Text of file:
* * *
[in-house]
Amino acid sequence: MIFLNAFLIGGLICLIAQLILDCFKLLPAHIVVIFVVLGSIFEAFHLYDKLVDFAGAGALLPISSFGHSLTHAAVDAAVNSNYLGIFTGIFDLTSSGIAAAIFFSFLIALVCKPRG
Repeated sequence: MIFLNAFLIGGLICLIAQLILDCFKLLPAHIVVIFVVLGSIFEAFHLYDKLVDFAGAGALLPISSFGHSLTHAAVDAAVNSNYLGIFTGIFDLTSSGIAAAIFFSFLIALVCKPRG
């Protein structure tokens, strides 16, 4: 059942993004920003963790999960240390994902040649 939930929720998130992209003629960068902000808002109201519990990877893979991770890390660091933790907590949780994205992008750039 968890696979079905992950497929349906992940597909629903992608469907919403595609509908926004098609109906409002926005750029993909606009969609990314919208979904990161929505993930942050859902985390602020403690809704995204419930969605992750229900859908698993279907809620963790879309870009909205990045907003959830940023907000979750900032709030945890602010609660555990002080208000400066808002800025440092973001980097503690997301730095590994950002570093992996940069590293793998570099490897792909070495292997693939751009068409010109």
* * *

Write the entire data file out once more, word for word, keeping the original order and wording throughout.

[in-house]
Amino acid sequence: MIFLNAFLIGGLICLIAQLILDCFKLLPAHIVVIFVVLGSIFEAFHLYDKLVDFAGAGALLPISSFGHSLTHAAVDAAVNSNYLGIFTGIFDLTSSGIAAAIFFSFLIALVCKPRG
Repeated sequence: MIFLNAFLIGGLICLIAQLILDCFKLLPAHIVVIFVVLGSIFEAFHLYDKLVDFAGAGALLPISSFGHSLTHAAVDAAVNSNYLGIFTGIFDLTSSGIAAAIFFSFLIALVCKPRG
């Protein structure tokens, strides 16, 4: 059942993004920003963790999960240390994902040649 939930929720998130992209003629960068902000808002109201519990990877893979991770890390660091933790907590949780994205992008750039 968890696979079905992950497929349906992940597909629903992608469907919403595609509908926004098609109906409002926005750029993909606009969609990314919208979904990161929505993930942050859902985390602020403690809704995204419930969605992750229900859908698993279907809620963790879309870009909205990045907003959830940023907000979750900032709030945890602010609660555990002080208000400066808002800025440092973001980097503690997301730095590994950002570093992996940069590293793998570099490897792909070495292997693939751009068409010109």